Link to comment
Those of you who heard comments that you believe to be untrue, I suggest that you email your House Representatives tonight. Better yet, consider emailing all house reps.

Has anyone complied a list a misguided statements that were made today? Has anyone found all the things taken out of context and located the original source with the entire context. Some of us would like to email our representatives, but we need to know what was incorrectly stated.

Link to comment
Yes they will be able to use a GPSr while hunting.

They are not trying to stop hunters from hunting.

 

If an archeological site was located in an area previously identified by a hunter, and a hunter used a GPS to find this "specific location", would he not be in violation of the law? No, they are not trying to stop hunting, or fishing, but both of these activities may involve the use of a GPS to find a "specific location".

Link to comment
...Why have we not prepared them to this level to debate our cause?

I've been working on that for a year. It's been hard to bring it together. More so from a combination of how busy the person I'm trying to get to help than any other factor. More recently a family medial issue eclypsed our meeting to go over details.

 

Once I have them on board, then it's a matter of getting all the listing sites and experience local groups on board. However any one or two sites or groups is less important than retaining the expert. I'm about one step left of what you are talking about but still in the zone.

 

Send an email if you want more details.

Link to comment
I pretty confident (although not 100%) that I will be going to GW3 now. If so, it will leave SC as a hole in my states cached in map that will likely never get filled if the bill passes. Of course I would also send a copy of the map and and explanation of why it would stay white to the SC Senators.

That's pretty good. Red States vs. White States.

Link to comment

What is GeoCaching?

 

GeoCaching is a creative activity that involves hiding something, writing about the experience of hiding it, and creating a document called a ‘cache page’. This is the creation of web pages which are most often artistic creations created by perhaps the most advanced use of technology ever used for artistic expression. Geocaching is also a creative activity that involves finding things hidden by others and writing a log about the experiences you have during the search.

 

Geocaching involves getting outdoors and having fun. There are very few technologies that have created the opportunity for families to have fun and physical activity together. Video games, DVD players and High Definition Televisions have turned family time into a silent and often meaningless experience. Geocaching is an amazing and unique exception to this trend. GPS technology is the tool that enables families to share in a healthy and rewarding outdoor adventure. Even Boy Scouts now include Geocaching in their camping trips as a fun way to acquaint themselves to the experience of navigation.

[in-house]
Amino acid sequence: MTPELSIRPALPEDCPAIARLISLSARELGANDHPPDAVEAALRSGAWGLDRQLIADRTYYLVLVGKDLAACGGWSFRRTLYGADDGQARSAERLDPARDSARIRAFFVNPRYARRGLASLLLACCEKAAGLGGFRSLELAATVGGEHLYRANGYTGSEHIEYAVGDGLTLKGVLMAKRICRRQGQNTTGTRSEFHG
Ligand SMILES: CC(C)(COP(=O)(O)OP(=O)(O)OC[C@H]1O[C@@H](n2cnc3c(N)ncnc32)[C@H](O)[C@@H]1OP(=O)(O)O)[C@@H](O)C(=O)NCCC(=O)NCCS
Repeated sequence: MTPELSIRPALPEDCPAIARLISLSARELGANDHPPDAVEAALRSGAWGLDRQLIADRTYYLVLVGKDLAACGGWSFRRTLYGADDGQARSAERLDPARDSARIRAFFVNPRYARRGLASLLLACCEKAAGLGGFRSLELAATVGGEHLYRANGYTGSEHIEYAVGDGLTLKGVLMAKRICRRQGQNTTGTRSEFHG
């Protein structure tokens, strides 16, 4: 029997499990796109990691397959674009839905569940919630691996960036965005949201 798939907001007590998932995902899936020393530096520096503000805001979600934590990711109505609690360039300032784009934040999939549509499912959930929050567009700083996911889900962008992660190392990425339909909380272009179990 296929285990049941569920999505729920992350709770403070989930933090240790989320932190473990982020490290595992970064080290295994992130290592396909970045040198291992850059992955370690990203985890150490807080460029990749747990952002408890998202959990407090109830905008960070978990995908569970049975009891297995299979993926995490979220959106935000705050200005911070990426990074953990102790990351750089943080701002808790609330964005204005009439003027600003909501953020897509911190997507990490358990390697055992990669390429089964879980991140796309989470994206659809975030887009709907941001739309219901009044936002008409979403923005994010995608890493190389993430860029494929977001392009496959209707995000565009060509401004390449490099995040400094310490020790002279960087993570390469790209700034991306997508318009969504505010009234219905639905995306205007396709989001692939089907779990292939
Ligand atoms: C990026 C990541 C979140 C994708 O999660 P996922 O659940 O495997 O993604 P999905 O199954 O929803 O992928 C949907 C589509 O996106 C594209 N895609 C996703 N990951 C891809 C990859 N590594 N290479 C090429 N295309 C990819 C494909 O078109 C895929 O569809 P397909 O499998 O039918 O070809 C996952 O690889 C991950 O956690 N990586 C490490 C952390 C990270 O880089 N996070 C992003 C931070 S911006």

A South Carolina State Representative has stated in House Judicial Committee Hearings and on the House Floor that Geocachers have vandalized graveyards in her district while Geocaching. Of all outdoor activities that have ever been conceived there is only one that involves signing and dating a logbook at the site of the activity and also logging the date and location of activity on a separate website. This activity is Geocaching. How this Representative could assert that people who log and date their presence in a certain place would commit criminal activity while at that location begs credibility. Would any reasonable person conclude that an entire group of people such as Geocachers could be so dumb as to break any laws and document the event again and again? To support these claims this Representative has had to resort to cobbling together many separate short phrases taken out of context from carefully selected cache logs to make them appear as complete logs of cache visits. These falsified examples have been presented as fact in both Committee Hearings and on the House Floor in an effort to untruthfully represent Geocaching activity and those who participate in it as unlawful and criminal. In addition, many sources used to contrive this false evidence have been proven to be quoted from caches located in states other than South Carolina though this Representative has presented them as proof of a problem occurring in South Carolina.

 

Seeking a Geocache only requires a GPS receiver and access to the Internet. This activity is truly democratic in nature since GPS receivers can be bought for less than $90 and Internet access is available at almost every public library in South Carolina. To seek a Geocache you must use math skills, problem solving skills, computer skills and develop skills in the new technology that is the GPS system. But you will be using and building these abilities not in a classroom, but in the process of having fun which is the best way to learn anything. This is such an obvious truth that my wife and I have volunteered to teach Geocaching in an educational program for the South Carolina Department of Juvenile Justice. Also, my wife and I have donated our time and knowledge to assist the both the Environmental and the Special Programs Divisions of the South Carolina State Military Department to enhance their GPS capacity through Geocaching.